Intersectionality vs dominant identity politics*

Shorter JQ: Although the idea of intersectionality emerged on the left as a solution to problems involving class and identity politics, it turns out to the be the natural response to the rise of dominant identity politics on the right.

As I see it, intersectionality combines a recognition that people are oppressed both through the economic structures of capitalism and as members of various subordinate groups with a rejection of both:

  • “essentialist” identity politics, based on the claim that some particular aspect of identity (gender, race, sexuality, disability etc) should trump all others; and
  • “working class” politics, presented as a politics of universal liberation, but reduced by the failure of revolutionary Marxism to another kind of identity politics (I took this formulation from Don Arthur on Twitter. I had something to say about class and Marxism a while back)

The point about intersectionality is that there many kinds of oppression and injustice, and they interact in complex, more than additive, ways. The resulting political strategy for the left is not so much that of a “rainbow coalition” of distinct identity groups but a kaleidoscope in which different facets come to the fore at different times and places.

Now think about dominant/default identity politics (I’ll use the US/Australian version, but other versions can be obtained just by changing the dominant identity). The key idea, is that well-off, white, Christian men are being oppressed by virtue of challenges to their natural position of dominance, and rejection of their natural expectation of deference.

The central claim is also addressed to white Christian women, particularly married women, who are assumed to identify their interests with those of their families.

Looked at this way, the claims of dominant/default identity politics are the exact opposite of those underlying intersectionality. The more someone deviates from the “typical” American/Australian, the more they are seen as benefiting unfairly from social welfare systems, anti-discrimination policy and so on.

The right (along with much of the centrist commentariat,least until recently) at mostly fails to understand its relationship with intersectionality, in two ways.

First, they mostly don’t recognise their own politics as identity politics, though this is changing. This recognition is welcome for overt white supremacists, but more problematic for those who want to retain the illusion that their movement is based on broad ideological principles.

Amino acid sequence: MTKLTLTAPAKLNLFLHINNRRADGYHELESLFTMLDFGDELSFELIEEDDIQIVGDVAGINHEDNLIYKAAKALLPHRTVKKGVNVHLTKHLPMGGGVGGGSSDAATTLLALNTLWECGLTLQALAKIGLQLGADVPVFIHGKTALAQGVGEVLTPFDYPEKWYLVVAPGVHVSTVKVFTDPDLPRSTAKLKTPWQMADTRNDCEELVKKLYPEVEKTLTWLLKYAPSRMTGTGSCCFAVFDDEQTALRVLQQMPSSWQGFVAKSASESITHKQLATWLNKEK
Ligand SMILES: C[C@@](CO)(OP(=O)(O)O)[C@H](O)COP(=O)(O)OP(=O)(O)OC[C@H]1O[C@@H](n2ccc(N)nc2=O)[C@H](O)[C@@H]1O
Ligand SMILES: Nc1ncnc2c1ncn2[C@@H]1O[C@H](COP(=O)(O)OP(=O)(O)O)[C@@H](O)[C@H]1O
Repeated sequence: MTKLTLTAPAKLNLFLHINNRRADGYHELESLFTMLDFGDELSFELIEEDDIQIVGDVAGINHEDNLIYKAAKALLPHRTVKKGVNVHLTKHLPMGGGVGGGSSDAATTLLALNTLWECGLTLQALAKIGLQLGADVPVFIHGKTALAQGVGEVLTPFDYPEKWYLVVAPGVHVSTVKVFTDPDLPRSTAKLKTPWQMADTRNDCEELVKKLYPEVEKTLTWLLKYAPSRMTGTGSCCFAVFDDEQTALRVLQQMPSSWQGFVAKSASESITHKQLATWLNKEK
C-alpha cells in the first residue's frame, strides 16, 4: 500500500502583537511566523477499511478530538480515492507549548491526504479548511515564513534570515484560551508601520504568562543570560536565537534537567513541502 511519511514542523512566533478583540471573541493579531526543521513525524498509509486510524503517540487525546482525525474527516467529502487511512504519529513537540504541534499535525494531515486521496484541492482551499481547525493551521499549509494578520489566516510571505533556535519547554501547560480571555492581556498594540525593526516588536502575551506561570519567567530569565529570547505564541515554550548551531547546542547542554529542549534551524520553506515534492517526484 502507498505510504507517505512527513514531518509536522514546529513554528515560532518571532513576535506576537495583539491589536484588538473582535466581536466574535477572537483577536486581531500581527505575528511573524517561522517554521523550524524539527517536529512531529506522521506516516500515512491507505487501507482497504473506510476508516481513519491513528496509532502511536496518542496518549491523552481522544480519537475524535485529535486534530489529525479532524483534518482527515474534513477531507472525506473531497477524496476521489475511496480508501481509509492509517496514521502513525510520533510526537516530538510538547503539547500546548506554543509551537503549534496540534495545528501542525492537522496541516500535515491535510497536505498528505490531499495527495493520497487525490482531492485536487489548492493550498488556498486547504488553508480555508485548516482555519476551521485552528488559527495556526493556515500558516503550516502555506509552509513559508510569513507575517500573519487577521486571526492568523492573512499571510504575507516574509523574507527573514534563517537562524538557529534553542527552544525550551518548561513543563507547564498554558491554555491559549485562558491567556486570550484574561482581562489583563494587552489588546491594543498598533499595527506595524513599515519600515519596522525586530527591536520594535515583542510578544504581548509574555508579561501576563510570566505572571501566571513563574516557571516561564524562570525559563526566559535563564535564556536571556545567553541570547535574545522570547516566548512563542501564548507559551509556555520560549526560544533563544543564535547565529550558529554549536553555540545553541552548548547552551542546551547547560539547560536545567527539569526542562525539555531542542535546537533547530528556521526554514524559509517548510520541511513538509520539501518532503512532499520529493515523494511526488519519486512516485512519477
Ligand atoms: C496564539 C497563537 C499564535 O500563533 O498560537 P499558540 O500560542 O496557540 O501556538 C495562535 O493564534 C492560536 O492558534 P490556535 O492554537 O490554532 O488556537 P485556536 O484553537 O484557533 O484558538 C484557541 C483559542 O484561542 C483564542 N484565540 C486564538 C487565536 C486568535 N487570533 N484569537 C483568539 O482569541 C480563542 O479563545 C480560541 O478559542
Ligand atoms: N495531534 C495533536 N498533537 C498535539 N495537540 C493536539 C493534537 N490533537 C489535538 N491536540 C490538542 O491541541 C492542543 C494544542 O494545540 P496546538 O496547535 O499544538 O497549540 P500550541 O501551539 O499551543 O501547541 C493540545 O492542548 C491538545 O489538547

Second, they miss the point of intersectionality completely, seeing it as just old-style identity politics on steroids. That’s unsurprising, since they never paid much attention to disputes within the left over class and identity politics, and have used “identity politics” as a rhetorical cudgel.

How will all this develop? As white Christians become a minority, the implied political strategy is a combination of political mobilization for rightwing whites and voter suppression for everyone else. If this succeeds, we’ll be well on the path to dictatorship. If it fails, the right will need to expand the notion of acceptable identity, a path proposed, and then abandoned, after their 2012 election defeat.

  • As usual from me, amateur analysis, probably unoriginal and possibly wrong. Feel free to point this out in comments.

11 thoughts on “Intersectionality vs dominant identity politics*

  1. This analysis seems to apply equally well to international relations.

    Thus, “[t]he more someone deviates from the “typical” [Western values], the more they are seen as benefiting unfairly from social welfare systems, anti-discrimination policy and so on”.

    So the Americans have been complaining about China benefiting unfairly from global practice on trade and investment. The Australian PM thinks it is illegitimate that China claims it is a developing country.

  2. I’m well used to this from the reaction of second wave feminists to the development of intersectionality in feminism and the resulting third wave. The nice white christian women of feminism were vigorously unhappy with all the poor brown women claiming *their* label. Part of the fun now is identifying modern arguments by right-wing figures and linking them to the origins of that argument.